The victim's relatives were aware of the impending murder, as members of the society asked for their permission. Often the victims were the older children of families. The parents could not resist this atrocity, because they understood that if they refused, the "leopards" would cut out the whole family.
The novice was previously dressed in the skin of an animal and given "claws". The victim was walking alone along a forest path, followed by other "leopards". When the girl reached her destination, the "werewolves" let out a heart-rending roar, after which the newcomer attacked the victim and cut her throat. The body was dragged away and "taken apart piece by piece" — the liver, the skin from the forehead and the fat from the kidneys were left to finish cooking borfima.
After the effective actions of the authorities, the bloody activity of the "leopards" subsided for a long time, but in 1994 they showed their claws again. A high-profile murder occurred in Liberia. Eight tortured bodies of women and children were brought to the representative office of the International Red Cross. The staff was strictly forbidden to touch them, threatening with reprisals to anyone who disobeys.
Most of the doctors and nurses fled in fear, leaving only a nurse and a Puerto Rican surgeon. The latter examined the bodies and saw that one of the women and the child were still breathing. However, they were so scared that they could not utter a word.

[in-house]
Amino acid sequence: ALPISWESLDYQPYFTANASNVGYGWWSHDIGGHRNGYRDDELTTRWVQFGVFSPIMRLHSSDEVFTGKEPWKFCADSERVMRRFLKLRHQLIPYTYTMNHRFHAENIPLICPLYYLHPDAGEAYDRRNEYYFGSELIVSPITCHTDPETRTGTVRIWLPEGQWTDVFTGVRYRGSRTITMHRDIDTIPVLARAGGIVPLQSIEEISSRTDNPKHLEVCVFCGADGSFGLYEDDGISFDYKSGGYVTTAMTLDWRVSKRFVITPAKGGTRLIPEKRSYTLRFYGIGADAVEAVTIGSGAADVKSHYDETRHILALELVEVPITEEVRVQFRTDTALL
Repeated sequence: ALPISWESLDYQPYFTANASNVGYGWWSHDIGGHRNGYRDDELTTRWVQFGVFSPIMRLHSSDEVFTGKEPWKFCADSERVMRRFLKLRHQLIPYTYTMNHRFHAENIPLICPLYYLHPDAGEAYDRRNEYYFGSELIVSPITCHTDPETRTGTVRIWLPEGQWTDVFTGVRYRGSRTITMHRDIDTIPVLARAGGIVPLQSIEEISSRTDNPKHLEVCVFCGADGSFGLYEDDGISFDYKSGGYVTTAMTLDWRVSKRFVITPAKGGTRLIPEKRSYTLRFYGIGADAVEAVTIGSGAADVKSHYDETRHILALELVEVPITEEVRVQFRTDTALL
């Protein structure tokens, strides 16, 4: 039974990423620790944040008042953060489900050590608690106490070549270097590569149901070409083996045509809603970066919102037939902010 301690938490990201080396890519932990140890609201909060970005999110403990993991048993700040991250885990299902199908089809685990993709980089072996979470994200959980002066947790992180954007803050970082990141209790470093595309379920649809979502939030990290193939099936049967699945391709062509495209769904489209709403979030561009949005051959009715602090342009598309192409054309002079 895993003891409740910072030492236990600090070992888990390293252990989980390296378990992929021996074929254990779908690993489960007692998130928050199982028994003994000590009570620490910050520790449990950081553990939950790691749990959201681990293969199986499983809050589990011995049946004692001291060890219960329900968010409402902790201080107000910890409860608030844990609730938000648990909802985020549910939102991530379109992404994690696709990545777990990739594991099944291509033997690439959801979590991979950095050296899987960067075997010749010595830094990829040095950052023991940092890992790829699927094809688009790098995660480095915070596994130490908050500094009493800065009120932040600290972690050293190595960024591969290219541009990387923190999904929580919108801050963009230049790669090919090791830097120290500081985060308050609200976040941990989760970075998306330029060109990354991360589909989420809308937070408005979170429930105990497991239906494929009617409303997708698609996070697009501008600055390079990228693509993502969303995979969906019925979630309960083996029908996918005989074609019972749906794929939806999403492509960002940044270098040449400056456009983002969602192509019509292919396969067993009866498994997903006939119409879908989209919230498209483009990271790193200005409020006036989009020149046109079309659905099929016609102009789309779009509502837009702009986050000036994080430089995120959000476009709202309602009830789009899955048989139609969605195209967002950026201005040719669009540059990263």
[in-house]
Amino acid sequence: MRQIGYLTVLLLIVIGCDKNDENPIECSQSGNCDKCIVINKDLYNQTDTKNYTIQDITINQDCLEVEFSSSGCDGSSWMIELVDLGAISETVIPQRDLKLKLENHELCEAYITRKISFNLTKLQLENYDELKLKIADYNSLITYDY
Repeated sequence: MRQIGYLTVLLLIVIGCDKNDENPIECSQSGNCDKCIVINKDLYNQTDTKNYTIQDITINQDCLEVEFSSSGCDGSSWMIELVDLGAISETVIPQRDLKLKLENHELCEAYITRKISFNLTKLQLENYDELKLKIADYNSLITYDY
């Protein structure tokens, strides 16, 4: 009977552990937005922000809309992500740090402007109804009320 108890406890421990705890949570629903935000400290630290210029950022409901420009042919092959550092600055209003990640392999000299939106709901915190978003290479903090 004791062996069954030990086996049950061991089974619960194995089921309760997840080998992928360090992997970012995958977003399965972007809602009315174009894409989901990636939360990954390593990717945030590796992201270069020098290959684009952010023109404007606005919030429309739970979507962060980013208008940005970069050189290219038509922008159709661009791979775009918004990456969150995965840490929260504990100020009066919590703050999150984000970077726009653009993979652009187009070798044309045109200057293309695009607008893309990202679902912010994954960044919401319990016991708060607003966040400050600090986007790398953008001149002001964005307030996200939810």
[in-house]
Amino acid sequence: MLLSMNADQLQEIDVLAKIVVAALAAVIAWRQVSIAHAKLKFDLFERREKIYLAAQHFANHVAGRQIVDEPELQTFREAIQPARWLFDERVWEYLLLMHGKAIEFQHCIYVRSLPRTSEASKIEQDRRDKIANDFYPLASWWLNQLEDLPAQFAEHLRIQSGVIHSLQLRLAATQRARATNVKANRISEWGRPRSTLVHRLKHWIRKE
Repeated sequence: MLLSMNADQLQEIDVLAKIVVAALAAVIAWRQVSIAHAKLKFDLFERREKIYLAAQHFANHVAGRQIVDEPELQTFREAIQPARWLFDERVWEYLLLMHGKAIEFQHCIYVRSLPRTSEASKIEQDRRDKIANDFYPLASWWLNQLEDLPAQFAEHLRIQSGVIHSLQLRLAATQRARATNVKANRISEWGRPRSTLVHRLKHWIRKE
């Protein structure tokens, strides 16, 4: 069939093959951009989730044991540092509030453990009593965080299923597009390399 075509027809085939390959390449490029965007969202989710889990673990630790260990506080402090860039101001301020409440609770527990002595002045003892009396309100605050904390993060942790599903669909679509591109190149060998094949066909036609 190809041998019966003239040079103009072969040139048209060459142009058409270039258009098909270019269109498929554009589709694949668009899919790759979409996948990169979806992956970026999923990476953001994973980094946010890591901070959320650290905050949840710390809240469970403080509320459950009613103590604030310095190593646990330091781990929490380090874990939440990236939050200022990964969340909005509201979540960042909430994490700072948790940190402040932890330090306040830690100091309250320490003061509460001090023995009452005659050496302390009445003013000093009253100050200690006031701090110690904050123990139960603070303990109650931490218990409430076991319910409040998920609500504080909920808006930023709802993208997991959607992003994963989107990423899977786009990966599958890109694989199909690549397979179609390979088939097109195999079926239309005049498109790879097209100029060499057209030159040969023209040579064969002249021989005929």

The local police were also scared. Only one officer came to the hospital, who immediately declared that the murders were the work of "leopard people". The next day, both the doctor and the nurse were found dead, and the surviving woman mysteriously disappeared. Interpol was involved in the investigation, but it was not possible to find the killers. To calm the locals, the authorities blamed the crime on a gang of criminals.
The "leopard people" themselves have not gone anywhere. From time to time they continue to perform bloody rites, knowing that the police will be afraid to look for them. Moreover, some "leopards" are not particularly hiding. For example, William Vakanarat Tubman was the President of Liberia from 1944 to 1971, and before that he headed the secret Poro community.